By E. Wittig
Names for Taurus babies, born under the second sign of the Zodiac between April 21st and May 20th, often focus on the Taurus symbol of the bull. Taureans are known for their beauty and good nature. The bull is a practical, down-to-earth sign, hard-working and devoted to the ones they love. Symbols of Taurus include roses and foxgloves, emeralds, and the color green, so those would all make good references for names for Taurus babies..
TAURUS GIRL NAMES
Ambrosia —. The stars of Taurus are named for the Greek Pleiades – such as Maia, Asterope, Merope, Celaeno, and Alcyone and their half-sisters, the Hyades – Ambrosia, Cleeia, Coronis, Eudora, Phaeo, Polyxo, and Cardie. The brightest star of Taurus is Aldebaran, “the follower.” This suits a bull well: Taureans would rather offer support to a leader than lead themselves
Chloe – Falling on the days of April 21st through May 20th, the Taurus is a springtime sign. Aviva and Anthea mean “springlike” and Haruko is “spring child.” Spring itself is a fresh new season name. For more, try green names Chloe, Irving, and Odran.
Golda – History offers many Taureans to draw inspiration from. Golda Meir, the first female prime minister of Israel, Golden Age actress Audrey Hepburn, wrestler Andre the Giant, and renowned author Harper Lee were all born under the sign of the bull. Modern Taurus celebrities include Cate Blanchett, Kal Penn, Penelope Cruz, and John Oliver.
Indah – Taurus is ruled by the planet Venus, named for the goddess of love and beauty. Due in part to that tie with Venus, Taureans are known for their beauty. Indah, Belle, Beau, and Kalisto all mean “beautiful.” Goddesses Freya, Cliodhna/Cliona, and Lada, and gods Bes and Eros rule over love.
Liluri – As an earth sign, earth-meaning names Adam, Terra, Ajax, Riku, and Avani are a perfect fit. Deities of the element earth include Gaia and Rhea in Greece; Dhara in India; the Babylonian Dagan and Etruscan Cel; and Arinna, a Hittite earth goddess. Liluri is twice lucky – the Syrian goddess of mountains, bulls were sacred to her.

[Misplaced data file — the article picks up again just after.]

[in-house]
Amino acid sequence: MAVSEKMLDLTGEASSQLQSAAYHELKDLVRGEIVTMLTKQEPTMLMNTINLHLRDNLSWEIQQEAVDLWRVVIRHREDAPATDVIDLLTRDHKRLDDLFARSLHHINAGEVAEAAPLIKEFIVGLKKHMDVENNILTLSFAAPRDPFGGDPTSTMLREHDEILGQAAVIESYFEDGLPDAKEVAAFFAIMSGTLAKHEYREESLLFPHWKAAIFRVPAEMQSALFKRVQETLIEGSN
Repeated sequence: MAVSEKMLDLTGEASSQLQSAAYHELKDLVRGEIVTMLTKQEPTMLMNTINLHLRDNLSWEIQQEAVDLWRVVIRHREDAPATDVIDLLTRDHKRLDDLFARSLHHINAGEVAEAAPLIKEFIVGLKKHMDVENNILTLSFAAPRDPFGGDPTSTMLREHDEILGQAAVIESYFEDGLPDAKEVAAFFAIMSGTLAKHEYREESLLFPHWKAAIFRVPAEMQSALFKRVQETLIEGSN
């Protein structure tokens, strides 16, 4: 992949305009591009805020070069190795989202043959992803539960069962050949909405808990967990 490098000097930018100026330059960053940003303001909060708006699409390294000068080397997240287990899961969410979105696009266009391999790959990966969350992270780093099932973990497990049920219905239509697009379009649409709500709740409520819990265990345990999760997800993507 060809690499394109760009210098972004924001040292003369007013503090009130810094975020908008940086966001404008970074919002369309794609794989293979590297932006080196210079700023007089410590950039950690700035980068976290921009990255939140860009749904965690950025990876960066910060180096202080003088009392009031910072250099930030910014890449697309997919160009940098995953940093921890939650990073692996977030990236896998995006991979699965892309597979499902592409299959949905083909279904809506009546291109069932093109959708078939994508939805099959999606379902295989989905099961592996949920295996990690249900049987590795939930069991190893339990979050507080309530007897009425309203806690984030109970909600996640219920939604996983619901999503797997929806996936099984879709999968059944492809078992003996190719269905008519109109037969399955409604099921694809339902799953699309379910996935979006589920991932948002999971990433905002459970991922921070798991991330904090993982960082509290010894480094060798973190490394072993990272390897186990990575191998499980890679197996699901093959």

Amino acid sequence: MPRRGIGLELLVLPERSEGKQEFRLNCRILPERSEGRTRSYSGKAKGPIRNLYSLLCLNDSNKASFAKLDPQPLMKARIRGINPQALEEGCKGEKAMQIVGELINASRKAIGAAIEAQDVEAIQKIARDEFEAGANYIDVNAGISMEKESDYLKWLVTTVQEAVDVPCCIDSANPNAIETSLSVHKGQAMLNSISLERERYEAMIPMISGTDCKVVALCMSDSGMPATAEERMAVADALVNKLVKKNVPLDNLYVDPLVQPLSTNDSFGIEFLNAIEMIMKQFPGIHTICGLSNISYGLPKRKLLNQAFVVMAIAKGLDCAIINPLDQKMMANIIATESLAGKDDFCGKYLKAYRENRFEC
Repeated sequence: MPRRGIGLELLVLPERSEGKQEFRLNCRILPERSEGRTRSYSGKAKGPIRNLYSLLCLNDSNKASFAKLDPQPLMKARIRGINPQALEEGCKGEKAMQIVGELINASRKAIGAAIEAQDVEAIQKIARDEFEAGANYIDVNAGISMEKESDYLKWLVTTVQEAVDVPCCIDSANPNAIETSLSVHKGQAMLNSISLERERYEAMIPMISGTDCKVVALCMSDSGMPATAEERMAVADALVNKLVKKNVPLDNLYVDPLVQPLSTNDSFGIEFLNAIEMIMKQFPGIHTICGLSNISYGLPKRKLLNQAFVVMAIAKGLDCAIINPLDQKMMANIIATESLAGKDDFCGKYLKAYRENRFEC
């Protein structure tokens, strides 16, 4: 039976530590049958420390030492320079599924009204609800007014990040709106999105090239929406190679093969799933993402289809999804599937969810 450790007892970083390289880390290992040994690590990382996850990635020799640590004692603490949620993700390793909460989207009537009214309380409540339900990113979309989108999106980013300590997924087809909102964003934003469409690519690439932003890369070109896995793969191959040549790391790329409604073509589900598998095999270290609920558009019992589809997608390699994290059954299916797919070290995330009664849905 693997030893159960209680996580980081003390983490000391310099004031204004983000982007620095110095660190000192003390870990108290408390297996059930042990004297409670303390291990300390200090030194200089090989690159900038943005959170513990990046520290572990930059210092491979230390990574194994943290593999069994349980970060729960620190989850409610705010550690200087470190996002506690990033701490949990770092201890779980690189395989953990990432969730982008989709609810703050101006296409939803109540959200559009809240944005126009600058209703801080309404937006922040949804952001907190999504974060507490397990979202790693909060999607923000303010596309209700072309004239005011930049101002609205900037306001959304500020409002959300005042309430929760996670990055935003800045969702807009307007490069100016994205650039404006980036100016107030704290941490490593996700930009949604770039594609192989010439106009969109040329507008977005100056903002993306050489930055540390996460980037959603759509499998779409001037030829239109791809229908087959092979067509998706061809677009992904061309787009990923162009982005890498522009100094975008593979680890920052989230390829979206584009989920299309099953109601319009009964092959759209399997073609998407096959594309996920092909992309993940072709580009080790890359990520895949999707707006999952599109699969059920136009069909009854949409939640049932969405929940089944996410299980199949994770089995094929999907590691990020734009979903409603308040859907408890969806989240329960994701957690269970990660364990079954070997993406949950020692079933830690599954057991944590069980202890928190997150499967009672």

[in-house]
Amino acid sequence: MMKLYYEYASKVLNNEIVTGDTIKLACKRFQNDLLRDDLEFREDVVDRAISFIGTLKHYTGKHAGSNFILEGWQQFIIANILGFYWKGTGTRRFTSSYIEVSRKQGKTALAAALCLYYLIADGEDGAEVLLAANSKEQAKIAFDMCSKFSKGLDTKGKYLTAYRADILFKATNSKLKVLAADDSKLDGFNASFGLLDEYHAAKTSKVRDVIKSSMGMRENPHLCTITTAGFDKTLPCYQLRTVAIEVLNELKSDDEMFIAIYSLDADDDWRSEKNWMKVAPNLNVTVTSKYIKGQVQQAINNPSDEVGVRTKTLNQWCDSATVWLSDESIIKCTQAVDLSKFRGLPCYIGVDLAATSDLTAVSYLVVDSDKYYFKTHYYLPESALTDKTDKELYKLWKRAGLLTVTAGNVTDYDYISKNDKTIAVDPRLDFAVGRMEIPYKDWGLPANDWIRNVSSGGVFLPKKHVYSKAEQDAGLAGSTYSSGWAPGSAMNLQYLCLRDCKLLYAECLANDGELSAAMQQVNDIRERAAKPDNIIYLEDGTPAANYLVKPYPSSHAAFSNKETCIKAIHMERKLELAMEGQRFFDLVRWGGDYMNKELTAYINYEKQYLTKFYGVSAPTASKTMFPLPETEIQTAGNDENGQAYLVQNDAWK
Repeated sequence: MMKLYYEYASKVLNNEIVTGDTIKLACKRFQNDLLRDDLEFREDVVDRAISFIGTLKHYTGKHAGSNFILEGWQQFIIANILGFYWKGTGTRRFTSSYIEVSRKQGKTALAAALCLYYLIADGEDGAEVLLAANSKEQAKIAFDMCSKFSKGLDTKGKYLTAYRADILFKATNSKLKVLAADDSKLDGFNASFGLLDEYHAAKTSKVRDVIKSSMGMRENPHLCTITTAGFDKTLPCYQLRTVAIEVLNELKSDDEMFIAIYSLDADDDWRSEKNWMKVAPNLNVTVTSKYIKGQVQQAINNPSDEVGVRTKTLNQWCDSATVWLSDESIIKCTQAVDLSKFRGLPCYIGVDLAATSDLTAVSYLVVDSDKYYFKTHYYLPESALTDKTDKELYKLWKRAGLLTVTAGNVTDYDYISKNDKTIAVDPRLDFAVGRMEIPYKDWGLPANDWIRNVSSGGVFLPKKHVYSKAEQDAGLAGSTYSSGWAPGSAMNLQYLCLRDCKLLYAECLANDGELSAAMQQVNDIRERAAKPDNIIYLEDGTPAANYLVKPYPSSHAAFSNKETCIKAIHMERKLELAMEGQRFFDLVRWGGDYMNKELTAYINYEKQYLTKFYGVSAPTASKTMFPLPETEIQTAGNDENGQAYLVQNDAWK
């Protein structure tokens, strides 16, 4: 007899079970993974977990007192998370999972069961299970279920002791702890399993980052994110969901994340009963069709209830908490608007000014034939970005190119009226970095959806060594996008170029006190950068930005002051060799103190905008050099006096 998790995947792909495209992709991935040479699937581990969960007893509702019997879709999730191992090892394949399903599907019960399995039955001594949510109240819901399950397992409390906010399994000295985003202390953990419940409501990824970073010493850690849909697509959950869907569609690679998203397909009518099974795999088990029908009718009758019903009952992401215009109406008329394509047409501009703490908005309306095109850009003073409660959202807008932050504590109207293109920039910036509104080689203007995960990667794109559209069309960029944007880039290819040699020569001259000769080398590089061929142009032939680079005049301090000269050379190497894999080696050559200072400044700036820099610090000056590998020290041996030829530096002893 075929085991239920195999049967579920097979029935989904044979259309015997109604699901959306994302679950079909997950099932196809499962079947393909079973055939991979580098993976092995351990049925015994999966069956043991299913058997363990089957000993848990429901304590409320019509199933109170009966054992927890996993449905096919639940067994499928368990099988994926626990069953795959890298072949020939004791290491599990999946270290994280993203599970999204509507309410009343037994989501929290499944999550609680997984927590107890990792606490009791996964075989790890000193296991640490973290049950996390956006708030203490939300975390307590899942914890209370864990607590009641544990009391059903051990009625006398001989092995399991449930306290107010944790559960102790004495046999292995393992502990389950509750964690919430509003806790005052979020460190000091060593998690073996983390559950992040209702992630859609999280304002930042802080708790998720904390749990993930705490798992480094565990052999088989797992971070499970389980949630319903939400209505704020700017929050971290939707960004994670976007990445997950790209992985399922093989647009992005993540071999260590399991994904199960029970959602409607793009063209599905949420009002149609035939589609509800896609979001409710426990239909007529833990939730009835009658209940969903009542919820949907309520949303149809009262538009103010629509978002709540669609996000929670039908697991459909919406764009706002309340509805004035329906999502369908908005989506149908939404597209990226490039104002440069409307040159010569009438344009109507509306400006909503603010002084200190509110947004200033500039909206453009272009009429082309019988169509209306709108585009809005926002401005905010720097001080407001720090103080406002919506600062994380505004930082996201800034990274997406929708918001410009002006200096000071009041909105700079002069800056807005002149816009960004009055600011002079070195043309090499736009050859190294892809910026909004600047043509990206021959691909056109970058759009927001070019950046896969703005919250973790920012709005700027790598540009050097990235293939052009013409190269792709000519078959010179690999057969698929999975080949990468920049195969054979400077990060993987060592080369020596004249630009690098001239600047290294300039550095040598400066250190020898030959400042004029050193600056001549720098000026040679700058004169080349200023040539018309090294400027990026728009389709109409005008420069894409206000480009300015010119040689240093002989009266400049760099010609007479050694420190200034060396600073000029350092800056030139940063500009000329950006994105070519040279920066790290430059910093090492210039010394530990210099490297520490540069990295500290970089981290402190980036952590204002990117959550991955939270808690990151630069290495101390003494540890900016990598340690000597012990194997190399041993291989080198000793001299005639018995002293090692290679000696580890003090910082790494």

Rosamund – Half a dozen gemstones represent the Taurus. Amber, Coral, Sapphire, Emerald, and Turquoise are all known as names; the sixth gem, rose quartz, gives us the quirky Quartz for a boy and any of the various Rose names – Rosamund, Primrose, Rosalie, etc. – for a girl. Additionally, Rose is a flower of Taurus, joining Poppy, Foxglove, Aster, and Sweet William.
TAURUS BOY NAMES
Alu – Taurus has been recognized as a constellation all over the world for thousands of years. Ancient Mesopotamia knew it as Alu; in China, it is a part of the White Tiger. Tau, the constellation’s abbreviation, fits well with today’s naming trends.
Dexter – For a more literal approach to naming, turn your eyes earthward to resident bulls. A look into the bull’s history gives us the interesting name Aurochs, a larger and more powerful ancestor. And while I wouldn’t advise naming a child Beefalo, plenty of types of cattle, such as Angus, Kyloe, and Dexter, have perfectly ordinary names. Nimari, Nellore, Masai, and Lohani are among the more interesting breeds.
Ferdinand – The well-known storybook character Ferdinand is a kind and gentle bull. Otis, Daisy, Annabelle, Maggie, and Grace are other taurine characters in children’s fiction. Fairley and Farley are English names meaning “bull meadow.” The Latin Taura, unsurprisingly, means “bull-like.”
Orion – Mythology from many cultures references the bull in the sky. Principal characters featured in these stories include Zeus, Europa, Ishtar, Inanna, Io, and Orion. Another name to pull from Taurus myth is Copper, as some cultures give it significance as the metal of Taurus.
Wesley – While many of these names suit the modern, different-is-better trend, the Taurus personality is somewhat opposite. Taureans are practical, dependable people, and a different sort of name reflects such a person. Names that have that down-to-earth feel are those without the bells and whistles, like Jack and Charlie, Anna and Tess. More classic, recognizable monikers: Bridget, Sarah, Catherine; Wesley, Henry, Sam, and Max.
E. Wittig, Nameberry’s astrology columnist, is a stay at home mom to three well-named kids and is a big fan of unconventional names. She writes novels in her spare time.